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Tremors from an earthquake might wake you from your slumber, but the fear of data loss associated with a natural disaster won’t keep you from falling back to sleep. Disaster recovery in the cloud eliminates worry by offering a solution to meet recovery point and recovery time objectives that is affordable, flexible, secure and well managed. Here are four ways DRaaS can ease your mind:

Shutterstock/Alexander Mak 1

Shutterstock/Alexander Mak 1

1. There’s no need to worry about who will implement the company’s DR plan when disaster strikes. Knowing there is an IT team in place to set the plan in motion allows employees to focus on other issues – like the safety of themselves and their families. Knowing that there’s a team in place already taking care of it is an immense relief.

2. Natural disasters often wipe out power and communications across entire regions. If a company’s disaster recovery plan is in house or even regionally based, disasters can cause the best of DR plans to be rendered ineffective. With DRaaS, however, as long as the DRaaS provider has facilities in more than one region of the country and offers failover access between facilities, its clients’ businesses can be up and running again in no time.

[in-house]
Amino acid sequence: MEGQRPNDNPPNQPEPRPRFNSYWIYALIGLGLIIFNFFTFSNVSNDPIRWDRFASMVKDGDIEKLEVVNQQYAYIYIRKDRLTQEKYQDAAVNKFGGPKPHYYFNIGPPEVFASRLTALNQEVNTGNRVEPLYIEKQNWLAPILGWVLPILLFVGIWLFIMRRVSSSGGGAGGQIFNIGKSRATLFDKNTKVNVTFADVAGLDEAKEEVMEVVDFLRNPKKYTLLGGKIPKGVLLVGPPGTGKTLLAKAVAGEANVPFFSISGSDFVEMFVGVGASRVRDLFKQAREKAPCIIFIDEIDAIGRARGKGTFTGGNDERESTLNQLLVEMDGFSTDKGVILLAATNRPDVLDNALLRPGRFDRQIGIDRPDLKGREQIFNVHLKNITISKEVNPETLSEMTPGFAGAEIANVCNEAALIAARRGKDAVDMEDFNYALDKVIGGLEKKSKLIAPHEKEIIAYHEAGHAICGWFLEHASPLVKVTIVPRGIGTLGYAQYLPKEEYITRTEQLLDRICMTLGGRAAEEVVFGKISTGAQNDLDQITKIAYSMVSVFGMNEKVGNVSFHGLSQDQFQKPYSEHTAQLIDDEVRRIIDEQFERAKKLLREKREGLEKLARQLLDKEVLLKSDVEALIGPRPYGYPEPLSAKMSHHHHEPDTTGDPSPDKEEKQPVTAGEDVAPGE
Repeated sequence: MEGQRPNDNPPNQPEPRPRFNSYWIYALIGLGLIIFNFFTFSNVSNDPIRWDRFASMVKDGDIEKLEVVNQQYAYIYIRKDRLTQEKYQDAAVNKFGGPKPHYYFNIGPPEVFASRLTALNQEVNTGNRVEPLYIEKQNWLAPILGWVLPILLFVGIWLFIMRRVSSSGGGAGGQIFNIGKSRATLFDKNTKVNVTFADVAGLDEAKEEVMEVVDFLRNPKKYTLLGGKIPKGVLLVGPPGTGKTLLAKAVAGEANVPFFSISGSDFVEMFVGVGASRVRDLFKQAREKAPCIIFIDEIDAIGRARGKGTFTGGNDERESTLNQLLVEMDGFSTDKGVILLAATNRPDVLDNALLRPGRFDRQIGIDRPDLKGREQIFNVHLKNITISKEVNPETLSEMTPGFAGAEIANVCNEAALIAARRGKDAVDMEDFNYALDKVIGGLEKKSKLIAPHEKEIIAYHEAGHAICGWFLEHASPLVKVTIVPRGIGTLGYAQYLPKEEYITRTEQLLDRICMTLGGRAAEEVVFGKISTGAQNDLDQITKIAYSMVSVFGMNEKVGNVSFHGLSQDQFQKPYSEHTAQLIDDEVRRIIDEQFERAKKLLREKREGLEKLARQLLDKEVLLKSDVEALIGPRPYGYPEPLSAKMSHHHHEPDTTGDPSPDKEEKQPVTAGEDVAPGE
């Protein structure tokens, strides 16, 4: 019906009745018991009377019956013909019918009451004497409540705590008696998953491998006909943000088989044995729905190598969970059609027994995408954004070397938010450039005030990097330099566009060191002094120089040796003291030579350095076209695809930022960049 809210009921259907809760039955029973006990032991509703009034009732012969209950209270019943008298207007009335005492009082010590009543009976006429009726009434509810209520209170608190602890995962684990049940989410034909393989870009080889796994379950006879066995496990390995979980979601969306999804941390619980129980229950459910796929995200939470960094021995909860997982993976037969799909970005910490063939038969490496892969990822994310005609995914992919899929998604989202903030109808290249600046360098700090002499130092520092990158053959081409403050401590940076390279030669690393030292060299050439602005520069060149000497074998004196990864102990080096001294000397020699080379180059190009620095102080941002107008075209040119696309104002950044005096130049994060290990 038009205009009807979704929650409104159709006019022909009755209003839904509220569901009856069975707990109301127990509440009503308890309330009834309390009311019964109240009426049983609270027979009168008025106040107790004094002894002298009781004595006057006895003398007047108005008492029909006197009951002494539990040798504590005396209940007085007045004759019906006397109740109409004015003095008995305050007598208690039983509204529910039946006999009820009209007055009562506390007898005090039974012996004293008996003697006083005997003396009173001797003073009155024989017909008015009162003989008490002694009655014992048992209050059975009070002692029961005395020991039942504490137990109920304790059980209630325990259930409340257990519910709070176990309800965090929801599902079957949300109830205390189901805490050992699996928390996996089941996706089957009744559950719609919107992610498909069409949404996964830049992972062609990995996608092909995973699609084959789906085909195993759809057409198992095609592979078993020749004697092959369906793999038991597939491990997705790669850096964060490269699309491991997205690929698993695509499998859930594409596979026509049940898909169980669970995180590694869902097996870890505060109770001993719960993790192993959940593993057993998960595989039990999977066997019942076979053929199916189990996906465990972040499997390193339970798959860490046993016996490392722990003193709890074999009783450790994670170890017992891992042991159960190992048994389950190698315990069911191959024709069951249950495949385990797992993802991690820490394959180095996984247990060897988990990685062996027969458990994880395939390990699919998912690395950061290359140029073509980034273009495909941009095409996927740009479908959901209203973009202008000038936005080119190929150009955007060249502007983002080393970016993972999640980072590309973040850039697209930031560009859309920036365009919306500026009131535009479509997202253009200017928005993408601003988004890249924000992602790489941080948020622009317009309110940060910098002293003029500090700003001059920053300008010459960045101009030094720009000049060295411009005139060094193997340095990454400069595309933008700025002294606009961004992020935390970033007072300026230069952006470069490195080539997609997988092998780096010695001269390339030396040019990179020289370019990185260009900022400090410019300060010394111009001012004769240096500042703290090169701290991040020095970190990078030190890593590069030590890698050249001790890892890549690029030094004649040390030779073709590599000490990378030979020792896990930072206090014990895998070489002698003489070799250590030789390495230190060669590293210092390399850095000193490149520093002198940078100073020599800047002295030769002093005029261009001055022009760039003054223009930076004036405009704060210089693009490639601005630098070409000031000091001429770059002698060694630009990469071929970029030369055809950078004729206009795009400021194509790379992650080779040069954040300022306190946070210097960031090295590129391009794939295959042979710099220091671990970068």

3. To be effective, disaster recovery plans have to have an element of redundancy, which by definition makes them expensive. DRaaS, however, makes disaster recovery both accessible to, and affordable for, most any organization as redundancies become the responsibility of the provider and merely an operational expense for its clients.

4. There’s really no way to know if a company’s disaster recovery plan works unless it is thoroughly and regularly tested, but testing DR plans for an emergency that hasn’t happened yet often takes a back seat to dealing with the very real and everyday issues that occur in a data center.  With DRaaS, regular testing becomes much easier, and it is this kind of testing that ensures business-critical data will be available when and where it’s needed to keep the organization running smoothly when and if disaster strikes.

Is DRaaS a model that you would consider adopting for your company?